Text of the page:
Increased thrombin-activatable fibrinolysis inhibitor and decreased tissue factor pathway inhibitor and thrombomodulin levels in children with hypothyroidism.J Clin Res Pediatr Endocrinol. 2012 Sep; 4(3):146-50.JC
We determined the profile of coagulation/fibrinolytic and vascular endothelial cell function parameters including plasminogen activator inhibitor (PAI) and thrombin-activatable fibrinolysis inhibitor (TAFI), tissue factor pathway inhibitor (TFPI), thrombomodulin (TM), and tissue plasminogen activator (tPA) levels in children with hypothyroidism.
Forty children with hypothyroidism aged 0-16 months who presented for the first time to our hospital and 29 age-and sex-matched healthy controls were enrolled in the study. All coagulation tests were performed with ELISA method. One year after Na-L-thyroxine treatment, the study parameters were re-evaluated in 25 euthyroid children out of the 40 patients diagnosed with hypothyroidism.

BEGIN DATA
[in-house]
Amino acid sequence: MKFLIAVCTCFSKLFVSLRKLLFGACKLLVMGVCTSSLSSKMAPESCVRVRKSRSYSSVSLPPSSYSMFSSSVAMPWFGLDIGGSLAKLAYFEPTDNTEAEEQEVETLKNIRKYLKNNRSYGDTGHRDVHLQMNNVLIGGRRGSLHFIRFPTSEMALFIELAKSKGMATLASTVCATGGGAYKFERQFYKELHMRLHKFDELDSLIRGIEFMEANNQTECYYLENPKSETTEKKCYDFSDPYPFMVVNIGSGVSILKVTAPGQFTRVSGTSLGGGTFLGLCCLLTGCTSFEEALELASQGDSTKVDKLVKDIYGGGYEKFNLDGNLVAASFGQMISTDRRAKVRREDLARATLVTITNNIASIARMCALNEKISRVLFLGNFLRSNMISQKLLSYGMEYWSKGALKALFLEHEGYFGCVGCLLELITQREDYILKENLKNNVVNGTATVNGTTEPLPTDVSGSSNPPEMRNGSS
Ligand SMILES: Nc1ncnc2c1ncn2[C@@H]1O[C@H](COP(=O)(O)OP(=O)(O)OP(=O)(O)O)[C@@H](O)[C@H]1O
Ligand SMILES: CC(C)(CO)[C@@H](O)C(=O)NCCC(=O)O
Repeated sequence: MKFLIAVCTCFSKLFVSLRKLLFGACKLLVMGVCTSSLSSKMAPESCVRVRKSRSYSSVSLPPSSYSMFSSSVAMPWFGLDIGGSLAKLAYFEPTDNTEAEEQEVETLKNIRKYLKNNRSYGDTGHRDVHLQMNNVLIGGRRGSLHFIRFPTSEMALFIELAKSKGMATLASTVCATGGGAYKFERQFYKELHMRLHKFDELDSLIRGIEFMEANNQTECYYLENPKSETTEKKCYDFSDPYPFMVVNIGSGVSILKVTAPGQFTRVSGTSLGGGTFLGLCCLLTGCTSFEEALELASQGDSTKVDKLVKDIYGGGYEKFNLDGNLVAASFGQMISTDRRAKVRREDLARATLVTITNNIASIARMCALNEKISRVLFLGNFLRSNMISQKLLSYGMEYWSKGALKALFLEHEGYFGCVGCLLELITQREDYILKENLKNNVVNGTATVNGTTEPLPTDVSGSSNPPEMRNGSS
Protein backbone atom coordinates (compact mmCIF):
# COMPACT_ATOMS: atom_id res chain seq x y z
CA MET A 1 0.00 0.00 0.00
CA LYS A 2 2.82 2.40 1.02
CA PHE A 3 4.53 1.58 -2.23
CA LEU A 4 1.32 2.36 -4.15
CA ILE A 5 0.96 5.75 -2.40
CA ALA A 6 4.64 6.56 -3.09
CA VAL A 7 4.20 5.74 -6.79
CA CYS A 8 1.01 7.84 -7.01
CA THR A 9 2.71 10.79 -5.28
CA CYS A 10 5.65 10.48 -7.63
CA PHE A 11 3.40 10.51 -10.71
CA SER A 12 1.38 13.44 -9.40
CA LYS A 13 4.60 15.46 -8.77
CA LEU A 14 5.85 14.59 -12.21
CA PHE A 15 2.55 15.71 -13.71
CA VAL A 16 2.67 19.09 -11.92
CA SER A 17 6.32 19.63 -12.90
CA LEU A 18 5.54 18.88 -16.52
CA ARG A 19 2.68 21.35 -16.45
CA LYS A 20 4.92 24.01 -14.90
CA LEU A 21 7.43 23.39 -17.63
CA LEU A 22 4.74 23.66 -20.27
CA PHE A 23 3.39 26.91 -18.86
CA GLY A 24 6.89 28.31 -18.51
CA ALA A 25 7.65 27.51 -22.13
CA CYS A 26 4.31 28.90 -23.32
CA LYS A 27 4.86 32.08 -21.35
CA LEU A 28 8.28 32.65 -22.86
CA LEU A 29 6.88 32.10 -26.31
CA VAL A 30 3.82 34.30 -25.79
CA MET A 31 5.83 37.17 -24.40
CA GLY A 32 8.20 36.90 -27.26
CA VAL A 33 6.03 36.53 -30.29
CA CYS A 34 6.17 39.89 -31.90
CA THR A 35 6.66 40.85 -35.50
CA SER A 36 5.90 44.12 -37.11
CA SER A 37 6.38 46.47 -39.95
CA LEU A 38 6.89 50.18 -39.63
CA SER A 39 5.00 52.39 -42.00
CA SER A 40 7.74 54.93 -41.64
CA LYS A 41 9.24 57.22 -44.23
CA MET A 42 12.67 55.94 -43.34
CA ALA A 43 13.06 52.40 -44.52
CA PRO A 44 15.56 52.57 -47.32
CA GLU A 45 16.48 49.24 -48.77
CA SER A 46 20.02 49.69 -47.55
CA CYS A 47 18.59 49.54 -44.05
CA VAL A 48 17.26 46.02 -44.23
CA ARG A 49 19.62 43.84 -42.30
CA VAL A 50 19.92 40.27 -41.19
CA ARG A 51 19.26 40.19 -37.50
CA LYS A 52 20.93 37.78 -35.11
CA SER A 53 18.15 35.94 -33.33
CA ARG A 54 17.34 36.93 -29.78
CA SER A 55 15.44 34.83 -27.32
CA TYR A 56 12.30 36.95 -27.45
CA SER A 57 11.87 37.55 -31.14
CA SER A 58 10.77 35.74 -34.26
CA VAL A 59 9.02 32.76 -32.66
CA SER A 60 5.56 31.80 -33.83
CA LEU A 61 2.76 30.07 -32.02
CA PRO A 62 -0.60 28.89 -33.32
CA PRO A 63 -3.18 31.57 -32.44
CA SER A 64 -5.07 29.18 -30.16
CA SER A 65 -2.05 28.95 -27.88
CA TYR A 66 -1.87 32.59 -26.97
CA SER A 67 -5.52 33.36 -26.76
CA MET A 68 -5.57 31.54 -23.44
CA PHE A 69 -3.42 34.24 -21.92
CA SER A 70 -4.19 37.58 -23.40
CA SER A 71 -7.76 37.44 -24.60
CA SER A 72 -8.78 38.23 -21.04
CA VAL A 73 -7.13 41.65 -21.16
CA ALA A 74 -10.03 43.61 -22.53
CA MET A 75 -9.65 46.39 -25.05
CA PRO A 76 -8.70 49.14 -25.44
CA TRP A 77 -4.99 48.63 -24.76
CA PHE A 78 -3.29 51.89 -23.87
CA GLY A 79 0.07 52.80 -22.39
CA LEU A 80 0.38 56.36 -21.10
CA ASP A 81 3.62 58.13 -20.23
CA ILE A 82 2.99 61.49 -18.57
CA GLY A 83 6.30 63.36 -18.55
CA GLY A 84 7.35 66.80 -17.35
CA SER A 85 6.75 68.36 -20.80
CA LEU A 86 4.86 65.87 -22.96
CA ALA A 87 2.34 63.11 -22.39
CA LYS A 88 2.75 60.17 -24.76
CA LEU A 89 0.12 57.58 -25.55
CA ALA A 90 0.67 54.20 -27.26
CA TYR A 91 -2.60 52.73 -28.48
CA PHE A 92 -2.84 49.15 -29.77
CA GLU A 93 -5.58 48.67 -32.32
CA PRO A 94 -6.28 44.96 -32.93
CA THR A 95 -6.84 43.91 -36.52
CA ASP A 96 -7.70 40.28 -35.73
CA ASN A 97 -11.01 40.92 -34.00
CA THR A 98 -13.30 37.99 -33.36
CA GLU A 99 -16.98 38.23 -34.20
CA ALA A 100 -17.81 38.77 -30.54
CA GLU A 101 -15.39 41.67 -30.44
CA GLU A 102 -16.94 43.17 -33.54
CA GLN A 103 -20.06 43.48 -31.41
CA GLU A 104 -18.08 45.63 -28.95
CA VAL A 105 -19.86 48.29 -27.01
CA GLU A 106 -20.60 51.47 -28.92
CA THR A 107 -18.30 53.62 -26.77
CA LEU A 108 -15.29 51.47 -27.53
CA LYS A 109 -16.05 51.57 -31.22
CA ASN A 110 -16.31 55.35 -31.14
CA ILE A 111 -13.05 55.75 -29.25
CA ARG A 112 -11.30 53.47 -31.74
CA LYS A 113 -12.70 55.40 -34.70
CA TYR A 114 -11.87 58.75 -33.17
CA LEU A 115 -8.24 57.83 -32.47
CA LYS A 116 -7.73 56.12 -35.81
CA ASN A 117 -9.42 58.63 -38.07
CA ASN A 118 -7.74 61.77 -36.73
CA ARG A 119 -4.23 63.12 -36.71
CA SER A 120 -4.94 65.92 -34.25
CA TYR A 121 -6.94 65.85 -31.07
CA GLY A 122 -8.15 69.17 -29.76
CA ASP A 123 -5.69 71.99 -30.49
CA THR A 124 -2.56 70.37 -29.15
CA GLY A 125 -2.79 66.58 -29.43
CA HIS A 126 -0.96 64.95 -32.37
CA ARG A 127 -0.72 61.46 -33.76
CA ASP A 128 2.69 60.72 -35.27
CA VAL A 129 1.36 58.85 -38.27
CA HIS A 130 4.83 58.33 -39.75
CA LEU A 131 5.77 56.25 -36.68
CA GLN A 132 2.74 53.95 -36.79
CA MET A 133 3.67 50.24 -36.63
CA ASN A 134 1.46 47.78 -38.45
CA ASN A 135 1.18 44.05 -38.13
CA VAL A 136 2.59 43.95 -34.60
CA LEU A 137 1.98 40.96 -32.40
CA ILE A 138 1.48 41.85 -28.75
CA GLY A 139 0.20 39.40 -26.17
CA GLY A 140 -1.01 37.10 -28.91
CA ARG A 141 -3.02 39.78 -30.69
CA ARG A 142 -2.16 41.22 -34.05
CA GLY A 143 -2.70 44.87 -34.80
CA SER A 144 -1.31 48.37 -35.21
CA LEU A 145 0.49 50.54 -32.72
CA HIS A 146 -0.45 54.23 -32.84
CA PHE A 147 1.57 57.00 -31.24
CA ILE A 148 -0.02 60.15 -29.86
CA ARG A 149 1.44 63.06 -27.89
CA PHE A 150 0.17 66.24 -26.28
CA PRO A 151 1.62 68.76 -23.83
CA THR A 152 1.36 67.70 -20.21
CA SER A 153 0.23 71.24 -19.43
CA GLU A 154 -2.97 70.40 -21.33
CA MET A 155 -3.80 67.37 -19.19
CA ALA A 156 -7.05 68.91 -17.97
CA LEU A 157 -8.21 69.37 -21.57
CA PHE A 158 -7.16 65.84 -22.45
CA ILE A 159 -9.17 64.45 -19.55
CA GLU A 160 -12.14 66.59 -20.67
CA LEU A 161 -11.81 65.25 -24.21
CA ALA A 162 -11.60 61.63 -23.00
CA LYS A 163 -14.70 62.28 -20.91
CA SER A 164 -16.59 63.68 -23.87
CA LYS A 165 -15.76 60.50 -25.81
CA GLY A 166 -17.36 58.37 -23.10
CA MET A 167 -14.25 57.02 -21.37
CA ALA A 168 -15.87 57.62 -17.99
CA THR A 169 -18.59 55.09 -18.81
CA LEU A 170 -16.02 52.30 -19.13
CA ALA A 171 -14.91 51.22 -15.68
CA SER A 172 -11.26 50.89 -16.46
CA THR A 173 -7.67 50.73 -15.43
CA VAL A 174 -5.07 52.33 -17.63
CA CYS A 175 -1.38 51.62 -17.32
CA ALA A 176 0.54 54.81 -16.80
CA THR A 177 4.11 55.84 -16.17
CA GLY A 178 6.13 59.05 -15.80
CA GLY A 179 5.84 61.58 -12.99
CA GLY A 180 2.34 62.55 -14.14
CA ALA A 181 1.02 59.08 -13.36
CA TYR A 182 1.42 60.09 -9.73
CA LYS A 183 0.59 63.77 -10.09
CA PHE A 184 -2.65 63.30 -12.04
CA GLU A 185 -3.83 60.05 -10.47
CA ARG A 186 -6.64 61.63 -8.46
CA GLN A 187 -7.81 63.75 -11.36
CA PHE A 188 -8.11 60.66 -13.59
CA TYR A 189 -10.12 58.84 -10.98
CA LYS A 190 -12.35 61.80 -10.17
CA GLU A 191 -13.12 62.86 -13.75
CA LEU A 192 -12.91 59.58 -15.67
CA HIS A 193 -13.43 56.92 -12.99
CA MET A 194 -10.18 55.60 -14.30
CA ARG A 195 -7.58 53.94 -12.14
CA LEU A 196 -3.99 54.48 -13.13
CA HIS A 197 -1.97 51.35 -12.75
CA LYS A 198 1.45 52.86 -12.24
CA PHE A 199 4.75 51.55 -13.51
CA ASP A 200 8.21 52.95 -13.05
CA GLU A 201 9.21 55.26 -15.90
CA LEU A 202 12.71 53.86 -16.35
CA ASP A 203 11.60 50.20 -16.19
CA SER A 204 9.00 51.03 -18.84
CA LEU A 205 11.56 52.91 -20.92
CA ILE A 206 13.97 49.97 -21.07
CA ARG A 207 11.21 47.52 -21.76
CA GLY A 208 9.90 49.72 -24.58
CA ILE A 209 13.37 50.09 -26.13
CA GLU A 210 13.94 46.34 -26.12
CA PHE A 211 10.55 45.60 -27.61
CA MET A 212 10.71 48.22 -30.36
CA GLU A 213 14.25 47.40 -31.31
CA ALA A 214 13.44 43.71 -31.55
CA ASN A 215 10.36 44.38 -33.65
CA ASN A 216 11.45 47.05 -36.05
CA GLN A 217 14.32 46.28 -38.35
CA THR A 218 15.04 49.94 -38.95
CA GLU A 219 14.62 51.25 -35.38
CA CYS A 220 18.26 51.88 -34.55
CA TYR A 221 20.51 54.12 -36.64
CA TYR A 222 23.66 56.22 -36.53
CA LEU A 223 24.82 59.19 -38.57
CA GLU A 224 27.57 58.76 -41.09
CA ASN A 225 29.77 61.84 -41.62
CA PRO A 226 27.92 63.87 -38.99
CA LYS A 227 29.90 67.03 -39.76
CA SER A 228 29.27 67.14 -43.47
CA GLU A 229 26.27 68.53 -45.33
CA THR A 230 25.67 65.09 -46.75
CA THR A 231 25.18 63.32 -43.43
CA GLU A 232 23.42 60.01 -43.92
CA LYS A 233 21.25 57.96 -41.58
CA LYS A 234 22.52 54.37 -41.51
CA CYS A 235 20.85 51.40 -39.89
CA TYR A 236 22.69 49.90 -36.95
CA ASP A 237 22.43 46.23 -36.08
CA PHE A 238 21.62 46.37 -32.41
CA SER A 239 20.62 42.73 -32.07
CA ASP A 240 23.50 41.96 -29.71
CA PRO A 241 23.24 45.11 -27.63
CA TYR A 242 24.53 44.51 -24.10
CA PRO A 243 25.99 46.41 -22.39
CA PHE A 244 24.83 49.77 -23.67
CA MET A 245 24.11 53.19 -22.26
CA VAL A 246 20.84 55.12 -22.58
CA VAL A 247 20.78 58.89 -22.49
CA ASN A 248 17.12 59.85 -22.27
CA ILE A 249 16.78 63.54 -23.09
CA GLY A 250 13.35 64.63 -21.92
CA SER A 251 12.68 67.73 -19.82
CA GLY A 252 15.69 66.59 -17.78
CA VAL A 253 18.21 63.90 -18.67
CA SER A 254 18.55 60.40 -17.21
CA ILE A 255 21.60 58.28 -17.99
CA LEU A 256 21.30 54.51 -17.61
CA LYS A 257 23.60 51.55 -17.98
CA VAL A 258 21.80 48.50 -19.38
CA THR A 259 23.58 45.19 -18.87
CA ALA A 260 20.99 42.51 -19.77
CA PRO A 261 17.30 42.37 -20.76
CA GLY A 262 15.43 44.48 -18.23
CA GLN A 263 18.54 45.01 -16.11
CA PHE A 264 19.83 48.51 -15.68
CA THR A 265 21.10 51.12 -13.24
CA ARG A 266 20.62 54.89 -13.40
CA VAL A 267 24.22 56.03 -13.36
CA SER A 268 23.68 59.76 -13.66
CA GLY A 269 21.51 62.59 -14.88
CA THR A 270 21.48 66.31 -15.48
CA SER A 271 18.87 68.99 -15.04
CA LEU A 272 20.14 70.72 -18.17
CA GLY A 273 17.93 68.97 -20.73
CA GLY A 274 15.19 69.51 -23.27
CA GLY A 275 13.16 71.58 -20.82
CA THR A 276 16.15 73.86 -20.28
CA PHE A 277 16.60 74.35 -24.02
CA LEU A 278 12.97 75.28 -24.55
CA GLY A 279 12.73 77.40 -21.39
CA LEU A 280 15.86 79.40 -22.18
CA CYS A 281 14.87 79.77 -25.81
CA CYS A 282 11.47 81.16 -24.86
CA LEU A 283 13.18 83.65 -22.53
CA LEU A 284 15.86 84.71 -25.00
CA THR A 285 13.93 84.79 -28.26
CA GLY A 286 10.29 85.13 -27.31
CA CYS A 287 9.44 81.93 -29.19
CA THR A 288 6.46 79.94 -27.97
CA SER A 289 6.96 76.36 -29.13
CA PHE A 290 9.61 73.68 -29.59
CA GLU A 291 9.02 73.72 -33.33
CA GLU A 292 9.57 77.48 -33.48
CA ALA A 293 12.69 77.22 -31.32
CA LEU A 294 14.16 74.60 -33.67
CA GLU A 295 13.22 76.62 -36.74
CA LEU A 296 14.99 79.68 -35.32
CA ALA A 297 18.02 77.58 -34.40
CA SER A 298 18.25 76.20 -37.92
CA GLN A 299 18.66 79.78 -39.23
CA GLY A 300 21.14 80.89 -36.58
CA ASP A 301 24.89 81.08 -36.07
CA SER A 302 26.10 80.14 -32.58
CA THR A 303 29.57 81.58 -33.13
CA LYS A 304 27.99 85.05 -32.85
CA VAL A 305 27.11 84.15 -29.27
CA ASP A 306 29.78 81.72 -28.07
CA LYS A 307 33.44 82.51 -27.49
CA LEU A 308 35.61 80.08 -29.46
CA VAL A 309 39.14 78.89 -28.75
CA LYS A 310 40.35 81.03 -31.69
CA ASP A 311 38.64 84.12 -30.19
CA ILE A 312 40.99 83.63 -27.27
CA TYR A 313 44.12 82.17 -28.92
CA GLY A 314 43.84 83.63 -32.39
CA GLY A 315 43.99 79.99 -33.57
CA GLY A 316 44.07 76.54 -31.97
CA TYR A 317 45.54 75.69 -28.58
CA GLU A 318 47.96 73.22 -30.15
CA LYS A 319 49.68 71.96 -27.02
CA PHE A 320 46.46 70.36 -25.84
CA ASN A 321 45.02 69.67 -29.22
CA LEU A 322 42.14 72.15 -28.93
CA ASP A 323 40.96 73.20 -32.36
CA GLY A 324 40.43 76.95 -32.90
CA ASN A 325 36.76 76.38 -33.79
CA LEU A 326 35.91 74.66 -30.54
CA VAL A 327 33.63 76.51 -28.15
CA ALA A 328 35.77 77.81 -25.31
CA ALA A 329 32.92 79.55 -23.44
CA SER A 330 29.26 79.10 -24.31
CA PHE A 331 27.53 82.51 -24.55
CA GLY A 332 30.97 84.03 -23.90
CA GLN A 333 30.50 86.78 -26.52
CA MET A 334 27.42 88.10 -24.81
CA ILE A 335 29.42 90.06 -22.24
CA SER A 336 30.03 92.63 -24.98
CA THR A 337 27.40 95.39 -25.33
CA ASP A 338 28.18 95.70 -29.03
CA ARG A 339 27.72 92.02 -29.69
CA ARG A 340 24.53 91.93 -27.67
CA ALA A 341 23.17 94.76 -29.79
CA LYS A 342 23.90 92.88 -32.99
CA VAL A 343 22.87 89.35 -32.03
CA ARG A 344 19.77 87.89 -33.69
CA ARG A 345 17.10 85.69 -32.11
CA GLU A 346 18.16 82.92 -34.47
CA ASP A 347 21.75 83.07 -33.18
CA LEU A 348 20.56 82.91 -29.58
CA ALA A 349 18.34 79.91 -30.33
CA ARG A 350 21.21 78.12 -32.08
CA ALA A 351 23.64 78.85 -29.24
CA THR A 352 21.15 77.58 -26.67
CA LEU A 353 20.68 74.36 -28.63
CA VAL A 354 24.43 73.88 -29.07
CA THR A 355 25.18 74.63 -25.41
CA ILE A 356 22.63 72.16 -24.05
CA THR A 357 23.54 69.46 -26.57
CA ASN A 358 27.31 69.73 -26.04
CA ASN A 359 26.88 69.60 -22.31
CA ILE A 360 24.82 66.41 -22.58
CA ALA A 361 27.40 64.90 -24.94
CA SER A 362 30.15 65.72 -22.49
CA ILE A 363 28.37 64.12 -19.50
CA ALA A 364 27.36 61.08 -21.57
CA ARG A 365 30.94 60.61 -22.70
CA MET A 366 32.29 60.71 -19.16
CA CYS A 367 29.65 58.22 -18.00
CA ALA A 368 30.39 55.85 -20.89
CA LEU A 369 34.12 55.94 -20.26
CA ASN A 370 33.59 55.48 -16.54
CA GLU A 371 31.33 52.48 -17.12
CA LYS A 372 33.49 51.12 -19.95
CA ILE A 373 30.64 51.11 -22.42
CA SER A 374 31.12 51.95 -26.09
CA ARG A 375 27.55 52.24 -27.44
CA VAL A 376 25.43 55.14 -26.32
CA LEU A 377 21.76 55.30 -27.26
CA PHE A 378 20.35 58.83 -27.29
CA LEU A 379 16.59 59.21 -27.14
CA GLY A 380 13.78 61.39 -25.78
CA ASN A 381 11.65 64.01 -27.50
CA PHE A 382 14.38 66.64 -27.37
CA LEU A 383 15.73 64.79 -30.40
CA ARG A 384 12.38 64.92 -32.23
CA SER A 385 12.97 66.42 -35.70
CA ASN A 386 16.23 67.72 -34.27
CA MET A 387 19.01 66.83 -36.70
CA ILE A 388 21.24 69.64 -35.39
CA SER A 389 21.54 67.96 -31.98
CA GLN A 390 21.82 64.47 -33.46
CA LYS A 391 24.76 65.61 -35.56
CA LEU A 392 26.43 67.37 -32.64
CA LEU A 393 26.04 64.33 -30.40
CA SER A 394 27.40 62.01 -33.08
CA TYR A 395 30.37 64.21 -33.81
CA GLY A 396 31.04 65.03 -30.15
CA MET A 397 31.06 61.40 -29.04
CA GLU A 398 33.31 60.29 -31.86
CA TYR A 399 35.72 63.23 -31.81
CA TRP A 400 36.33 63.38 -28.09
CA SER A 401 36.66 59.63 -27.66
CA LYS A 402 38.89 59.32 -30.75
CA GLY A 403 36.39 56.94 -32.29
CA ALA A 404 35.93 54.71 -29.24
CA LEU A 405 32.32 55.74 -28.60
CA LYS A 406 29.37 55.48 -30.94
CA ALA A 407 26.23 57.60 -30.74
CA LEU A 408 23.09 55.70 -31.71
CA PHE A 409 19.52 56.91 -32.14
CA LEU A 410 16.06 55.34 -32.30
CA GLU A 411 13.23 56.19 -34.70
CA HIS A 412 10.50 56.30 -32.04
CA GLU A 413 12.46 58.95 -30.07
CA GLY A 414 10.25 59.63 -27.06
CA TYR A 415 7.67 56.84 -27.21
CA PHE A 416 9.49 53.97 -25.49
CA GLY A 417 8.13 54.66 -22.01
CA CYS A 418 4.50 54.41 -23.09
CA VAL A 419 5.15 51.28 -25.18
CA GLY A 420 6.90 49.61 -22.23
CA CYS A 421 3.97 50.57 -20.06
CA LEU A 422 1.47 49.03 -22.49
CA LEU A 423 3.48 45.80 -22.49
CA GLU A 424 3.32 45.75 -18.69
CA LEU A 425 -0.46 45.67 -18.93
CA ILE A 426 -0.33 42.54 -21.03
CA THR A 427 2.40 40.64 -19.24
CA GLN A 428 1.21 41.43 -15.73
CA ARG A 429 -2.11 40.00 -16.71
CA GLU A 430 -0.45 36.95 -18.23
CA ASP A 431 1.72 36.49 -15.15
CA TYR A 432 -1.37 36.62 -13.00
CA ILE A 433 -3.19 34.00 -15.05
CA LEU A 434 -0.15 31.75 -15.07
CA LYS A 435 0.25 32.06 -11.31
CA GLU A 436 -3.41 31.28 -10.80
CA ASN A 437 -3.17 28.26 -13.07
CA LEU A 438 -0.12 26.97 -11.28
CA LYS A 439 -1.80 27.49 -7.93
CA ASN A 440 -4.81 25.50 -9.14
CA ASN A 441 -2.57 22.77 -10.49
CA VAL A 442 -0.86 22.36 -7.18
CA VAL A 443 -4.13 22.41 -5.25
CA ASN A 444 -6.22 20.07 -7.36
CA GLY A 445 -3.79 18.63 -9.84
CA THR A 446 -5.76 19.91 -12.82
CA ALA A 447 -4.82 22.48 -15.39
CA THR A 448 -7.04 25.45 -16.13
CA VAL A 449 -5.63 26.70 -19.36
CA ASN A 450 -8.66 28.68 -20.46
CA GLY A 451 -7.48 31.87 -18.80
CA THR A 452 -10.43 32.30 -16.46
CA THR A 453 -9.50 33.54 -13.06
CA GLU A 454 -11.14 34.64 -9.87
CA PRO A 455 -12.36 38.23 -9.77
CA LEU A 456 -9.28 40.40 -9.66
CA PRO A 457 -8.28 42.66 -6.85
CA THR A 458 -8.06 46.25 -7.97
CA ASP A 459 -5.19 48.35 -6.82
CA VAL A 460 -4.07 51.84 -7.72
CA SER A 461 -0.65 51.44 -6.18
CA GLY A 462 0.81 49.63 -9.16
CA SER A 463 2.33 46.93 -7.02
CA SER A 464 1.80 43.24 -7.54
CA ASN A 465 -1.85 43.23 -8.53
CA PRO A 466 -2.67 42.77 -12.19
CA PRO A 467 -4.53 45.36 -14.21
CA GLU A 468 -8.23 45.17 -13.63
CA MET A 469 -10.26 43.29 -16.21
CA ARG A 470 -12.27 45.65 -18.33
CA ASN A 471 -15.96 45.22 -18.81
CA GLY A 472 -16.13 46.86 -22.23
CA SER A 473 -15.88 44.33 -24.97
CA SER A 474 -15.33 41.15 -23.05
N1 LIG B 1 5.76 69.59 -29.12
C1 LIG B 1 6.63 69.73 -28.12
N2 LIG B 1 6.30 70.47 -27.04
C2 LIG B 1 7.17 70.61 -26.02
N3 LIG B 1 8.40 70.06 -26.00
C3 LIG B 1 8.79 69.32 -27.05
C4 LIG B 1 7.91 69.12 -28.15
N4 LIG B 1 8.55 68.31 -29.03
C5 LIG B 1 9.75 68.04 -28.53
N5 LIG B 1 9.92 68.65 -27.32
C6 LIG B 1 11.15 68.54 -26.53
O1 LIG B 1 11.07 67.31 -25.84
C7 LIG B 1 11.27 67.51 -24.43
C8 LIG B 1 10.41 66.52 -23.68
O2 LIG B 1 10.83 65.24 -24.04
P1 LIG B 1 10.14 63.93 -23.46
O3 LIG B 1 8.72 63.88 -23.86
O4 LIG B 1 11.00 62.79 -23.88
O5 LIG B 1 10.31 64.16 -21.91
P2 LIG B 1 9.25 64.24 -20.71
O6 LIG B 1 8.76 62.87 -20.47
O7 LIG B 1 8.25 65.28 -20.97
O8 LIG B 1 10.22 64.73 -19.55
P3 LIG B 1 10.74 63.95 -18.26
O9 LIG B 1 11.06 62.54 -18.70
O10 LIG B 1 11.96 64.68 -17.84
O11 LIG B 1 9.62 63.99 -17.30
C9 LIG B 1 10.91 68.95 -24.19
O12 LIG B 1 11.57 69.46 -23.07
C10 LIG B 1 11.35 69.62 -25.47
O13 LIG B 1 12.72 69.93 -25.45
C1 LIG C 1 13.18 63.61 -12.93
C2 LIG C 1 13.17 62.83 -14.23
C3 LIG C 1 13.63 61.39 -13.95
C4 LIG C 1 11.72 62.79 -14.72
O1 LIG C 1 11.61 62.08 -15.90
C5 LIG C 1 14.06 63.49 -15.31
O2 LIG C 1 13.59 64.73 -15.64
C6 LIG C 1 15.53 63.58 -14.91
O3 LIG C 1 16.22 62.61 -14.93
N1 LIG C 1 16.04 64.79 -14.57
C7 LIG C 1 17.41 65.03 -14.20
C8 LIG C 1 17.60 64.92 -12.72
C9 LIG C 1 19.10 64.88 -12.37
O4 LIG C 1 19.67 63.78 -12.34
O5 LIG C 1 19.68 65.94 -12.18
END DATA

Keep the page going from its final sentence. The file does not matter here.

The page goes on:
Although no significant effect was detected regarding PAI antigen (Ag) and tPA Ag, the levels of TAFI, TM, and TFPI were consistent with subclinical hypercoagulability and hypofibrinolysis. There was a significant increase in TAFI Ag levels and a significant decrease in TFPI Ag and TM Ag levels in hypothyroid patients compared to healthy controls. As a result of correlation tests, the largest impact of hypothyroidism on coagulation system was on TFPI. In accordance with these findings, TAFI Ag levels decreased and TFPI Ag and TM Ag levels increased with hormonal replacement therapy.
Increased TAFI and decreased TFPI and TM in patients with hypothyroidism may indicate a potential hypercoagulable and hypofibrinolytic state as well as possible endothelial dysfunction, which may increase the risk of atherosclerotic and atherothrombotic complications. Thyroid hormone levels should also be checked in patients with a predisposition to coagulation, and thyroid replacement therapy should be initiated.